Like politics, there’s nothing like health to spark controversy and heated debate. The topic ‘Is this generation of children going to die younger than us due to their poor health?’ is no different. To spark even further debate, I would argue that in some ways this is an irrelevant question as it is not how long we live but how well we live.
I see numerous patients who are surviving life, rather than thriving. GPs are advised to assess patients for Quality Of Life (QOL) and the ability to complete Activities of Daily Living (ADLs) when referring patients for hip replacements, for example, but are inadequately trained or encouraged to check markers of thriving in everyday life. Integrative Medicine and many allied health training courses teach assessment of these parameters in much more depth, with these assessments just the starting point for helping patients to thrive.
However, let’s start by looking at some of the reasons why our children are likely to die younger than us, as they are the same reasons why many of us are not thriving.
Obesity rates have more than doubled in 28 years. According to a Lancet article this year, 2.1 billion people worldwide are not just overweight but are obese, compared with 875 million people in 1980. And the obesity epidemic is affecting not just the US: New Zealanders have the third-highest rate of obesity in the OECD. Around 30 per cent of adults in New Zealand are obese, compared with around 11 per cent in 1980.
The cause of obesity is not a simple ‘calories in, calories out’ issue, with the real issues being multi-factorial. A major factor is the consumption of processed ‘food-like substances’, leading to many of us becoming over-fed but undernourished. The intricacies and issues of ‘food-like substances’ are a topic for another opinion piece, but some other less-well-known nutrition-related issues include:
- Recurrent dieting. Just one calorie-restriction-based diet suppresses satiety hormones for up to six years.
- Eating nutrient-poor, calorie-dense foods means those who eat them (regardless of their weight) are literally starving. This creates the desire to eat more to try to obtain much-needed nutrients.
- Excessive sugar consumption. Pre-1960s, sugar consumption was 5kg/person/year, now it is 55kg/person/year.
- Our relationships with food. Too many people are eating too fast, too late in the day, and/or using food as comfort.
- Closely related to the above is food addiction. This is addiction not just to the obvious things like sugar, but also to gluten and dairy products, which release morphine-like molecules in the gut.
- Reduced consumption of plant foods, lean protein and good fats.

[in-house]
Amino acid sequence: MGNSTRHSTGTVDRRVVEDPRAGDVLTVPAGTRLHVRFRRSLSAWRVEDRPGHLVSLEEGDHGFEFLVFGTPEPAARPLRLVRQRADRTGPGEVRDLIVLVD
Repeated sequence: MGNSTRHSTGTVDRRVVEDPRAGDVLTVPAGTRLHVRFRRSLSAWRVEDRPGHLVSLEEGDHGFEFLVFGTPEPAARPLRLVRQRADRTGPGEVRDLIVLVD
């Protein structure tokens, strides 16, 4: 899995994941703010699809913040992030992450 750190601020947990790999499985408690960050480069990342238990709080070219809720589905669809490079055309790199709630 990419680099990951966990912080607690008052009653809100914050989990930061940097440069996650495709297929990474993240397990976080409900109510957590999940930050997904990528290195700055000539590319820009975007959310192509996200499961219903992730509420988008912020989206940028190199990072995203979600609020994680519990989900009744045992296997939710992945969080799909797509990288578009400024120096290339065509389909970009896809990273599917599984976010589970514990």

- Consumption of foods to which we are intolerant. Lack of food variety, among other issues, can create food intolerances.
- Sub-optimal gut microbiome from issues such as the overuse of antibiotics and xenobiotics (prescribed, or in our food and water).
There are many causes of inflammation, with many similar to the causes of obesity. However, some additional causes include:
- Exposure to environmental chemicals (including heavy metals such as mercury), food additives, medications and recreational drugs such as alcohol.
- Stress and its many causes (discussed in previous opinion pieces). At its extreme, stress can lead to suicide, but the more common depression and anxiety are also causing many to survive rather than thrive. With rates of suicide significantly increasing, this is a key area to address in order to extend the survival of our younger generations. However, the key is not to treat suicidal, depressed, or anxious patients as psychoactive drug-deficient; the only way to create full and lasting benefits is to keep looking for root causes.
- Hidden infections, including parasites and mould, are poorly recognised and therefore usually not treated by conventional medicine.
Reduced activity, and its extreme of no activity, is a well-known cause of increased morbidity and mortality. Activity rates are dropping for a number of reasons, but increased screen time is an obvious one. The joint pains and fatigue that usually come from obesity are obviously part of the vicious cycle of inactivity, obesity and poor health.
Another consideration is that the current generation of children may survive longer than us as, thanks to continuing medical advances, we have become fantastic at keeping people alive. However, even if this is the case, there are clear signs that this generation of children will be in a worse state of health.
To change surviving to thriving requires extensive input from us and our patients, and the earlier the better. Think beyond the narrow ‘calories-in, calories-out’ approach; it simply doesn’t work in most cases. Life is more than survival, so ask yourself: “What will I do today to help my patients and myself thrive?”